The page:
Correlation Engine 2.0
Clear Search sequence regions

  • asia (1)
  • clostridium (1)
  • companion (1)
  • far east (6)
  • humans (3)
  • iran (1)
  • israel (1)
  • meat (1)
  • meat products (1)
  • meta analysis (1)
  • Sizes of these terms reflect their relevance to your search.

    Clostridioides difficile is an important pathogen of healthcare-associated gastrointestinal infections. Recently, an increased number of C. difficile infection (CDI) surveillance data has been reported from Asia. The aim of this review is to summarize the data on the prevalence, distribution and molecular epidemiology of CDI in the Middle and the Far East. Literature was drawn from a search of PubMed up to September 30, 2021. The meta-analysis of data from 111 studies revealed the pooled CDI prevalence rate in the Middle and the Far East of 12.4% (95% CI 11.4-13.3); 48 studies used PCR for CDI laboratory diagnoses. The predominant types (RT)/sequence type (ST) differ between individual countries (24 studies, 14 countries). Frequently found RTs were 001, 002, 012, 017, 018 and 126; RT017 was predominant in the Far East. The epidemic RT027 was detected in 8 countries (22 studies), but its predominance was reported only in three studies (Israel and Iran). The contamination of vegetable and meat or meat products and/or intestinal carriage of C. difficile in food and companion animals have been reported; the C. difficile RTs/STs identified overlapped with those identified in humans. A large number of studies on CDI prevalence in humans from the Middle and the Far East have been published; countries with no available data were identified. The number of studies on C. difficile from non-human sources is limited. Comparative genomic studies of isolates from different sources are needed. Copyright © 2022 Elsevier Ltd. All rights reserved.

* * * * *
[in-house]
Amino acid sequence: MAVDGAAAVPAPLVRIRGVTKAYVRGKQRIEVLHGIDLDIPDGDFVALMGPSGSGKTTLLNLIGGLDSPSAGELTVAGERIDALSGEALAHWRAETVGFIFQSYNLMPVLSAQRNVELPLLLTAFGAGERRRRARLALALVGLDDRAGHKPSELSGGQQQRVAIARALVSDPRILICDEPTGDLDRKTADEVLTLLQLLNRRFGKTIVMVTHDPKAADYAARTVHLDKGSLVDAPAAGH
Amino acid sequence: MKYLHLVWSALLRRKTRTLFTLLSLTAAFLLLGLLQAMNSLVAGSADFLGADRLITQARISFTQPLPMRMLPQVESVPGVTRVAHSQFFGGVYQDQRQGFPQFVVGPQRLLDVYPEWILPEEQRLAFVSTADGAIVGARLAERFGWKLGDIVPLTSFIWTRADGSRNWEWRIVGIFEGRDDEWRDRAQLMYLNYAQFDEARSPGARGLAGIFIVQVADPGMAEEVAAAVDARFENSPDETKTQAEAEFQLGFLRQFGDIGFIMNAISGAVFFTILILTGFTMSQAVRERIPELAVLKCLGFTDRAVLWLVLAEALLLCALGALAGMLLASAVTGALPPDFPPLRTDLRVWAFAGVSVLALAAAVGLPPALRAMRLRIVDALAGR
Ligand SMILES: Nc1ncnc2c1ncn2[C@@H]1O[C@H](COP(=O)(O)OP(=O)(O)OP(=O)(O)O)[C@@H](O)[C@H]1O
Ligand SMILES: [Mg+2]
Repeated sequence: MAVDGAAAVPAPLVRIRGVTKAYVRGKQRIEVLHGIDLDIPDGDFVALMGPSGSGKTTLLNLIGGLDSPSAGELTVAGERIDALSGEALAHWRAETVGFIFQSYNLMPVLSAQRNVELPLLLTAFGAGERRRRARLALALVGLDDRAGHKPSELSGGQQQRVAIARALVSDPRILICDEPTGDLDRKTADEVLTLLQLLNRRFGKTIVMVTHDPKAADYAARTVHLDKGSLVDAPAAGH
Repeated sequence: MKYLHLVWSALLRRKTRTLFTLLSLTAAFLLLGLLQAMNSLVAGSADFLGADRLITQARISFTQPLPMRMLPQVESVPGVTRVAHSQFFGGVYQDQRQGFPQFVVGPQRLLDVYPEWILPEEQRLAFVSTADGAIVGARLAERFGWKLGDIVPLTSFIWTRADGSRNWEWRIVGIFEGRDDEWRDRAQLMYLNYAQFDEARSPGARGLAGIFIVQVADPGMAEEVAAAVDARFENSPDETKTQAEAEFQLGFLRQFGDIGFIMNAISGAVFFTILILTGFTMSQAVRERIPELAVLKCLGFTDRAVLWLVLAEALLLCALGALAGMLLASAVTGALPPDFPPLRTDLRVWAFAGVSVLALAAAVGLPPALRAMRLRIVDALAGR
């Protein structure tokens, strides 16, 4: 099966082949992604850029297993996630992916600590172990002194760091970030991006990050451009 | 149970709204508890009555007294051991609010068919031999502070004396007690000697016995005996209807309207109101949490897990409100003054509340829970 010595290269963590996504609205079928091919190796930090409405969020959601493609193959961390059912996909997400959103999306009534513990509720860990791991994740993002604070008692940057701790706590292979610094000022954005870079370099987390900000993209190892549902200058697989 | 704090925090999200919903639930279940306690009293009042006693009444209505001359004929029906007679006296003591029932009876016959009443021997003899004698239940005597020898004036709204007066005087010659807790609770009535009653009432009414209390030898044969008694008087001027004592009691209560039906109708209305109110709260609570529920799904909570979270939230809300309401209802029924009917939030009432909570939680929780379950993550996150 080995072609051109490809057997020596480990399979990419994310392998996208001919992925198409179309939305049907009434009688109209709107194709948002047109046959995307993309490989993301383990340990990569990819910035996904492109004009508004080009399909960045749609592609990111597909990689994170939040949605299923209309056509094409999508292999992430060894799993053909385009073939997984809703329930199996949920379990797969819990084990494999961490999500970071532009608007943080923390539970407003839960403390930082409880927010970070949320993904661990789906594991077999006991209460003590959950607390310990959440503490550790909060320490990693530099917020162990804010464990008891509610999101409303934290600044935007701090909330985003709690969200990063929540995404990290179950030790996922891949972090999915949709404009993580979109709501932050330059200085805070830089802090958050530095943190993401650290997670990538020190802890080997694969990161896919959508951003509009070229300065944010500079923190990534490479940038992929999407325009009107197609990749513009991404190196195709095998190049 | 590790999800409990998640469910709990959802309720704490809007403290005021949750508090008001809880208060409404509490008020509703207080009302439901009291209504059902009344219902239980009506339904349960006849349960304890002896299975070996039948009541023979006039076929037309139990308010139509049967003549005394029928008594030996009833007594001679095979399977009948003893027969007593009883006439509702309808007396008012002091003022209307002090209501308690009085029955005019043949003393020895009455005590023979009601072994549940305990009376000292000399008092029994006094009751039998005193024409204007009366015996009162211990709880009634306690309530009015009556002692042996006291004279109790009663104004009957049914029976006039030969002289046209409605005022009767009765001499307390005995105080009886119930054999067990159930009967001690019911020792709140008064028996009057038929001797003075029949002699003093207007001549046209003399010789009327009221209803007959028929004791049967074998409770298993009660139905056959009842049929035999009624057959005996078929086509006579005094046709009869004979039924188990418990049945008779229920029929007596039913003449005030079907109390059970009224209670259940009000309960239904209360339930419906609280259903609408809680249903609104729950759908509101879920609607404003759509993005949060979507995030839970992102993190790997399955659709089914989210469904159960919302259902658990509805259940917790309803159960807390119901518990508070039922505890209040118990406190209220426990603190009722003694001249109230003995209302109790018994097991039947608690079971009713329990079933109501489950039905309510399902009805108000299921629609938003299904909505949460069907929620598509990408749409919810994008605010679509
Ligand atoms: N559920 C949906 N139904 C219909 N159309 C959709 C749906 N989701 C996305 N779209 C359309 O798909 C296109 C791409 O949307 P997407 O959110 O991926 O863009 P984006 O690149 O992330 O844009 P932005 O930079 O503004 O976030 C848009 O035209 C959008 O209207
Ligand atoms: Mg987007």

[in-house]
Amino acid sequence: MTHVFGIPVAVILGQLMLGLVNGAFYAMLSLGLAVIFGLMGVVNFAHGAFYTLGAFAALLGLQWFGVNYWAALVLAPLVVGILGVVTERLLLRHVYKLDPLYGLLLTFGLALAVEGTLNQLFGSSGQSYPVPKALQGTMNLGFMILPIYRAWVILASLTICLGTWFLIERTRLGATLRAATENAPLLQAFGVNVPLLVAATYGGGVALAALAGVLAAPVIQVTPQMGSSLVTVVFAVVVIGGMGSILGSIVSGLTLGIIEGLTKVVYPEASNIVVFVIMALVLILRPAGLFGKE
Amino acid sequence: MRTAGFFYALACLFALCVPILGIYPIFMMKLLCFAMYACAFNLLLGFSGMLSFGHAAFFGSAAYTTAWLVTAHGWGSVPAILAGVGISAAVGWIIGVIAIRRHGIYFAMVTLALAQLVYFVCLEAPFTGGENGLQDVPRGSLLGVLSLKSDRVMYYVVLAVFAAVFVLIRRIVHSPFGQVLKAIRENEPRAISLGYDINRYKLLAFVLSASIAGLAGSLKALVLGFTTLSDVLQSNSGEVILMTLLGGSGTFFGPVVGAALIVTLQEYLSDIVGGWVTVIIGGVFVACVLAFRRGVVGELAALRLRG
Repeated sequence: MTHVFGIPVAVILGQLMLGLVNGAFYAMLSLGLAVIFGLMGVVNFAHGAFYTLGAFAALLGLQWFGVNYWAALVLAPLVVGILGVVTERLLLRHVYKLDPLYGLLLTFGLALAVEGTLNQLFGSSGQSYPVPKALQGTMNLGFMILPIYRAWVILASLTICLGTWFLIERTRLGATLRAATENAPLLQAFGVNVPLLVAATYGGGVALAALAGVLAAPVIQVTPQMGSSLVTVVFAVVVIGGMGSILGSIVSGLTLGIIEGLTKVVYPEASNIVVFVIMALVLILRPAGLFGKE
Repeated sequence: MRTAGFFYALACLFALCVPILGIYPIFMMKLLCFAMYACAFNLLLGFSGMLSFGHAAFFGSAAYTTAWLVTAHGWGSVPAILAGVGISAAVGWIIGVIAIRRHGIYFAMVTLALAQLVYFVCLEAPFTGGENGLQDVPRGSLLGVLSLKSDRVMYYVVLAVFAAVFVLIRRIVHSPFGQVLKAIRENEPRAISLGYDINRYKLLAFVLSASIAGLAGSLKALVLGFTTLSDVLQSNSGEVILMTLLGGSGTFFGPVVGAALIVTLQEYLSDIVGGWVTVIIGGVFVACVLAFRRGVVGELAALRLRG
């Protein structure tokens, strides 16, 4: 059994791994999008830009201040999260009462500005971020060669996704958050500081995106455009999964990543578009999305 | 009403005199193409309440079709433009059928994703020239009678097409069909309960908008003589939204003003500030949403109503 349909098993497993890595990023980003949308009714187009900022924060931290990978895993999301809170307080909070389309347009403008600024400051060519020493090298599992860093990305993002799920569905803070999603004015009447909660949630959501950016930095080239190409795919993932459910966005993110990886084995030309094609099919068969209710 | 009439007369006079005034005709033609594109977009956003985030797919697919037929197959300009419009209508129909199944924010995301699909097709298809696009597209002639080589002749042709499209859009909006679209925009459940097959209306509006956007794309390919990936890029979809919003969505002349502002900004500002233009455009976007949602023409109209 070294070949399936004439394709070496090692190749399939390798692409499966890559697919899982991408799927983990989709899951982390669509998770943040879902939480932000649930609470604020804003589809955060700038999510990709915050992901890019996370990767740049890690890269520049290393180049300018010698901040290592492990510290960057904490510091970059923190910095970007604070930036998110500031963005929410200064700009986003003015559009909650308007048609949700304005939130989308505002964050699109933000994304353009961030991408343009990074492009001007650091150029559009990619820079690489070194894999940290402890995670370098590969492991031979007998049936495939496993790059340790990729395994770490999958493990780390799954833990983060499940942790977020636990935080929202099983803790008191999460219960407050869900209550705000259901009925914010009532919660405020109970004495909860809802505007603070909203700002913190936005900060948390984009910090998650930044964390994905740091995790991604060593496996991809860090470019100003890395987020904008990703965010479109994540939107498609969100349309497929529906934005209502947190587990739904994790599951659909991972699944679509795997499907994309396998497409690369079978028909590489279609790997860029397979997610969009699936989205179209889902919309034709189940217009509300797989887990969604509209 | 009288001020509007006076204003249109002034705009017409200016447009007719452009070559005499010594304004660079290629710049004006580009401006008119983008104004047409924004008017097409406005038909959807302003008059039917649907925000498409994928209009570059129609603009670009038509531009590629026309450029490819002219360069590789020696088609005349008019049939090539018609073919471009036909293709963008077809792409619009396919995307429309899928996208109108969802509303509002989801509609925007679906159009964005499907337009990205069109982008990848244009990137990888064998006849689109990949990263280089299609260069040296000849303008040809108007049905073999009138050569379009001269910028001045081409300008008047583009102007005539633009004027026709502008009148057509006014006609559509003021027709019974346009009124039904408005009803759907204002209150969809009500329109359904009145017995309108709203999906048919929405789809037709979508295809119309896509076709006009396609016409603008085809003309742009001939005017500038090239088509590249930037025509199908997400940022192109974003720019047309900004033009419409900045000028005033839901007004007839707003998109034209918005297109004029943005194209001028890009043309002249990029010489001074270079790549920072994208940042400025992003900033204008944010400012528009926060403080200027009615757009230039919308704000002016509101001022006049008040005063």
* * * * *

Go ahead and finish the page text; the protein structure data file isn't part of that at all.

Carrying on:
Marie Brajerova, Jaroslava Zikova, Marcela Krutova. Clostridioides difficile epidemiology in the Middle and the Far East. Anaerobe. 2022 Apr;74:102542

    Expand section icon Mesh Tags

    Expand section icon Substances

    PMID: 35240336

    View Full Text